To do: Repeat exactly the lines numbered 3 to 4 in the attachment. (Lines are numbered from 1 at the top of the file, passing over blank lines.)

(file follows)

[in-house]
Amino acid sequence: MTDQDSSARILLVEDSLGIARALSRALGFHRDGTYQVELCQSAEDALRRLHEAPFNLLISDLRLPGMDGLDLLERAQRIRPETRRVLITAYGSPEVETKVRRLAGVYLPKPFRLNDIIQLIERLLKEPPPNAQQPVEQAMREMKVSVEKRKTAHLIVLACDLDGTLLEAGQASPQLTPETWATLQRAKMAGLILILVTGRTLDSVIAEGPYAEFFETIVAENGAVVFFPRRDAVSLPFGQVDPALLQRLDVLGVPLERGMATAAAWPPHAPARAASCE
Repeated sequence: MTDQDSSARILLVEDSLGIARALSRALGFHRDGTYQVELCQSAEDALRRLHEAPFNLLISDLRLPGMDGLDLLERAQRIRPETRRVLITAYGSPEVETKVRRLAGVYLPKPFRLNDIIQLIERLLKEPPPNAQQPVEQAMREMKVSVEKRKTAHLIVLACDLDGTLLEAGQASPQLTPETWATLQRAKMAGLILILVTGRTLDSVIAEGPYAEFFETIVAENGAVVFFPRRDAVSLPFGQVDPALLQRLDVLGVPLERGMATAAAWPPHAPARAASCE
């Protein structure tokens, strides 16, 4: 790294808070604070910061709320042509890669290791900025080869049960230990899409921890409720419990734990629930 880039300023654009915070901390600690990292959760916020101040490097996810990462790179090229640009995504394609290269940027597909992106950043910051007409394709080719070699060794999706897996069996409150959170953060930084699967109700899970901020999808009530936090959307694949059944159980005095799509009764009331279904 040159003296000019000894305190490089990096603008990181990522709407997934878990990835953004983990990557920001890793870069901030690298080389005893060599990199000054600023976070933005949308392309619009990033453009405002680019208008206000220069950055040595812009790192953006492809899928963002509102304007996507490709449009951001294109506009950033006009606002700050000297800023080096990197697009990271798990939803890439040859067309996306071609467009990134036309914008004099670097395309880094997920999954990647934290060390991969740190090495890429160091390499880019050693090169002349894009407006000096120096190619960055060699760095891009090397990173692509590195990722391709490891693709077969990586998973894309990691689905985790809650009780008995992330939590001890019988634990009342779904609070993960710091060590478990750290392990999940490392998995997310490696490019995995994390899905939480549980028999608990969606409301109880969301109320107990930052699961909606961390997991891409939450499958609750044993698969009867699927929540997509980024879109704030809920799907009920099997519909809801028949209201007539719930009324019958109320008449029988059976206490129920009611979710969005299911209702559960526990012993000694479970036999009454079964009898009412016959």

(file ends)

Repeated sequence: MTDQDSSARILLVEDSLGIARALSRALGFHRDGTYQVELCQSAEDALRRLHEAPFNLLISDLRLPGMDGLDLLERAQRIRPETRRVLITAYGSPEVETKVRRLAGVYLPKPFRLNDIIQLIERLLKEPPPNAQQPVEQAMREMKVSVEKRKTAHLIVLACDLDGTLLEAGQASPQLTPETWATLQRAKMAGLILILVTGRTLDSVIAEGPYAEFFETIVAENGAVVFFPRRDAVSLPFGQVDPALLQRLDVLGVPLERGMATAAAWPPHAPARAASCE
């Protein structure tokens, strides 16, 4: 790294808070604070910061709320042509890669290791900025080869049960230990899409921890409720419990734990629930 880039300023654009915070901390600690990292959760916020101040490097996810990462790179090229640009995504394609290269940027597909992106950043910051007409394709080719070699060794999706897996069996409150959170953060930084699967109700899970901020999808009530936090959307694949059944159980005095799509009764009331279904 040159003296000019000894305190490089990096603008990181990522709407997934878990990835953004983990990557920001890793870069901030690298080389005893060599990199000054600023976070933005949308392309619009990033453009405002680019208008206000220069950055040595812009790192953006492809899928963002509102304007996507490709449009951001294109506009950033006009606002700050000297800023080096990197697009990271798990939803890439040859067309996306071609467009990134036309914008004099670097395309880094997920999954990647934290060390991969740190090495890429160091390499880019050693090169002349894009407006000096120096190619960055060699760095891009090397990173692509590195990722391709490891693709077969990586998973894309990691689905985790809650009780008995992330939590001890019988634990009342779904609070993960710091060590478990750290392990999940490392998995997310490696490019995995994390899905939480549980028999608990969606409301109880969301109320107990930052699961909606961390997991891409939450499958609750044993698969009867699927929540997509980024879109704030809920799907009920099997519909809801028949209201007539719930009324019958109320008449029988059976206490129920009611979710969005299911209702559960526990012993000694479970036999009454079964009898009412016959």